A career as a nurse is both smart and rewarding. Nurses provide essential care and make a real impact in the lives of patients. The satisfaction that nurses take from their work is greater than most professionals can claim. Plus, a career as a nurse promises expanding opportunities and competitive compensation no matter where you are located. According to the U.S. Bureau of Labor Statistics, the demand for registered nurses is expected to grow over twice the national average for all other careers during the next decade.
Another great reason to pursue a career in nursing is that there are multiple paths to accomplish the goal. This allows people hoping to break into the field to choose the option that is best suited to their budget, schedule, priorities, and learning style. These are the most common paths to become a nurse:
Earn a Certificate or Diploma
This path is designed to provide students a crash course in nursing so that they can get started in an entry-level position. Some diploma or certificate programs can be completed in as little as a year, but typically they take one-to–three years. This option is popular with students who are eager to get their career started and willing to pursue additional education or training once they have entered the field of nursing.
The focus of nursing certificate and diploma programs varies widely depending on where it is being administered. Some offer an introduction to human anatomy, physiology, patient care strategies, technical nursing skills and healthcare administration. Other programs dive into more advanced topics like microbiology, psychology and informatics. In both cases, coursework combines classroom instruction with extensive hands-on learning.
Pros to This Path – This is the fastest way to enter the field of nursing, as well as the least expensive in most cases.
Cons to This Path – Nurses with a certificate or diploma will be qualified for a smaller (but still substantial) number of jobs. Furthering a career often requires pursuing additional education.
Earn an Associate’s Degree (ADN)
This path is ideal for students who want in-depth training in nursing with less investment than a bachelor’s degree would require. There are associate’s degree programs available from most community colleges, and they take just two-to-three years to complete. Graduates have the education necessary to pursue many introductory nursing positions.
An associate’s degree program will combine instruction in nursing with classes from the liberal arts, providing students with a broader foundation of learning than a hyper-focused certificate or diploma program. The nursing instruction covers topics like biology, physiology, nutrition and anatomy. That is combined with instruction in healthcare administration, record keeping and other aspects of nursing not directly related to patient care.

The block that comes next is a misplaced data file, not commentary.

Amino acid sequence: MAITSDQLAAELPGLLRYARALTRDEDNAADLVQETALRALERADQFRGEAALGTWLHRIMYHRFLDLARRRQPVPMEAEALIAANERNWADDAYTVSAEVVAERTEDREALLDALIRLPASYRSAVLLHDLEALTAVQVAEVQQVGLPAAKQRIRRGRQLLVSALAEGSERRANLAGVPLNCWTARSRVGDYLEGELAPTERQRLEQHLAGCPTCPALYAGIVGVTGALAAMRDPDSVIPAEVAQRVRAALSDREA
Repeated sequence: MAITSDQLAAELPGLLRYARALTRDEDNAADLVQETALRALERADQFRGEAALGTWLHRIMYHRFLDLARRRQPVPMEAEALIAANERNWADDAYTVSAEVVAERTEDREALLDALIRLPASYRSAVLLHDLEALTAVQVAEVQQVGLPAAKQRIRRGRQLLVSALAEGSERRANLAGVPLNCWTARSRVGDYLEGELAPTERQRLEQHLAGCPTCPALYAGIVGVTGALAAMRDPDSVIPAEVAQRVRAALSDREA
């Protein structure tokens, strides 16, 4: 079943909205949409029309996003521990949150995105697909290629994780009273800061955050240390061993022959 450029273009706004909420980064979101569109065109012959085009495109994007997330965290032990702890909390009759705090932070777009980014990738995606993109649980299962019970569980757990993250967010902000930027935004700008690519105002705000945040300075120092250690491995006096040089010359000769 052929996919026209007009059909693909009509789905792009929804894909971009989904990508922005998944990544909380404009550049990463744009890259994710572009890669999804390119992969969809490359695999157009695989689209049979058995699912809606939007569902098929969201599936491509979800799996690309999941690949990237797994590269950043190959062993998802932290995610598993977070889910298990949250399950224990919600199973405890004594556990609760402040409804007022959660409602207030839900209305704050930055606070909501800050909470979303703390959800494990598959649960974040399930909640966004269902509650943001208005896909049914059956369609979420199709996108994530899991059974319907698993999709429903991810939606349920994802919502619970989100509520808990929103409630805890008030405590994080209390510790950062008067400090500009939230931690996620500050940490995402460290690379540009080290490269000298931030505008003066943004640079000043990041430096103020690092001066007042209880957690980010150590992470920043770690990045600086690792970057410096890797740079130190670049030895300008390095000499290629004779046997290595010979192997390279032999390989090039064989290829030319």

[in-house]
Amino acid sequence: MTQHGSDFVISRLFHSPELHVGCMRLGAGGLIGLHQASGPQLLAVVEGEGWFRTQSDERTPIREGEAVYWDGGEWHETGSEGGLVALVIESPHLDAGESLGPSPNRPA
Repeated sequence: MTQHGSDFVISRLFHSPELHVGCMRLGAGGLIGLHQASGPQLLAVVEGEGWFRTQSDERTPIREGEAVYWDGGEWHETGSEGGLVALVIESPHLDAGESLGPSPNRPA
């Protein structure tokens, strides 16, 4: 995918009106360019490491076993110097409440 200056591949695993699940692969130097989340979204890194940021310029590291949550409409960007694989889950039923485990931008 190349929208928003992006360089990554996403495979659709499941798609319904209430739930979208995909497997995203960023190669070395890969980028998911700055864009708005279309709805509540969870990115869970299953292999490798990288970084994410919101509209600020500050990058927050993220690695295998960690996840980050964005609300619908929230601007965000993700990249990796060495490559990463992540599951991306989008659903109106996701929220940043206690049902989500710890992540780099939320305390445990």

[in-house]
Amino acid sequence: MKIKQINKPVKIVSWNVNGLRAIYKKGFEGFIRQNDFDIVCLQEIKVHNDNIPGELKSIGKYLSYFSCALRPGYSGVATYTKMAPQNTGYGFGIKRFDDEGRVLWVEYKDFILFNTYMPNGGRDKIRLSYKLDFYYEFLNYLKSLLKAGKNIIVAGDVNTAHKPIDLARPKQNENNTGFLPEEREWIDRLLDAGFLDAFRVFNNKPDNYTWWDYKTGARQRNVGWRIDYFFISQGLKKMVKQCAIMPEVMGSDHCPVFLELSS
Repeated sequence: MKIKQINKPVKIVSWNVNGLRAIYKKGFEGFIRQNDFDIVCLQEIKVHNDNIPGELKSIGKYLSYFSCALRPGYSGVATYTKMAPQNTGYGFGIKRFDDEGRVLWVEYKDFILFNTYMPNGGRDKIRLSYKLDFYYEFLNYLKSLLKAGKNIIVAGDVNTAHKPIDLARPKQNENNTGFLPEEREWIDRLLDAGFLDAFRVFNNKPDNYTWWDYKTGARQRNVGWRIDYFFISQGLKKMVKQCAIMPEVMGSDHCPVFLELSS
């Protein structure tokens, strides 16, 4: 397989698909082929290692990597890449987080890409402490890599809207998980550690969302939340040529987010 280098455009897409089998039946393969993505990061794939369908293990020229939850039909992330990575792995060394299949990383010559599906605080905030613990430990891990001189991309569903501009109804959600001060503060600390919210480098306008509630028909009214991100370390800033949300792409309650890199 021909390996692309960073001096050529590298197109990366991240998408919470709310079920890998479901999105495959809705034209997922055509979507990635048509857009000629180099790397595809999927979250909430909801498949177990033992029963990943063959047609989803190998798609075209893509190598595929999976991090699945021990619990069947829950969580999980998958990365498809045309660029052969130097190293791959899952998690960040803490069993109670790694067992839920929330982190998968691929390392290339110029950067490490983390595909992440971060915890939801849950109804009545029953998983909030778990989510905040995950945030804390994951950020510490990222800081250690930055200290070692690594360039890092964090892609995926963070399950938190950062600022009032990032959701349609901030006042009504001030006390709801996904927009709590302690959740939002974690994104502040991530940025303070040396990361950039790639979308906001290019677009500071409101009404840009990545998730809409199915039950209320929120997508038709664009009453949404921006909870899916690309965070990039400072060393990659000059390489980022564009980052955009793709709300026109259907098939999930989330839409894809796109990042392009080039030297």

Pros to This Path – An associate’s degree requires relatively little investment of time and money while providing a solid nursing education.
Cons to This Path – Nurses with an associate’s degree may not be eligible for all the same opportunities available to nurses with a higher-level degree.
Earn a Bachelor’s Degree (BSN)
This path is ideal for students who know that a career in nursing is the right choice and want to prepare as well as possible. The purpose of a bachelor’s degree program is to provide students with a comprehensive nursing education so that they can confidently step into a wide range of roles soon after graduation. It typically takes four years to complete a program, but accelerated options are available in some places.
The curriculum in a bachelor’s degree program will go in-depth with nursing topics and provide students with a broad range of knowledge related to science, medicine and healthcare. Instruction takes place in the classroom, laboratory and in clinical settings, and students may be required to complete a final project or fulfill an internship requirement to graduate.
Pros to This Path – A bachelor’s degree provides the strongest educational foundation for an aspiring nurse and qualifies graduates for a larger number of job opportunities.
Cons to This Path – This option requires a significant investment of time and money.
Paths to Becoming a Nurse – Next Steps
First, if you are reading this and are already working as a registered nurse with an associate’s degree in nursing, but want to advance, consider an RN-to-BSN bridge program. With your strong educational foundation already in place, you can accelerate your education with a bridge program designed to help you earn your bachelor’s degree in one to two years instead of the standard four years.
Education and training are essential for becoming qualified to work as a nurse. But they are not all that is required. No matter which path a student chooses, he or she will need to meet additional requirements after graduating to be eligible to work. Passing the National Council Licensure Examination (NCLEX) is a requirement in all states. Each state sets its own requirements, which means nurses may have to possess other credentials or meet administrative obligations in order to be licensed.
It is important for anyone eager to start a nursing career to examine the requirements for a nursing license in their home state, or the state they hope to work in. Navigating any of the paths to becoming a nurse is much easier when students know exactly what standards they must meet for licensure. With the right education, training, study and hands-on experience, it will be easier to move confidently into a fulfilling career as a nurse.
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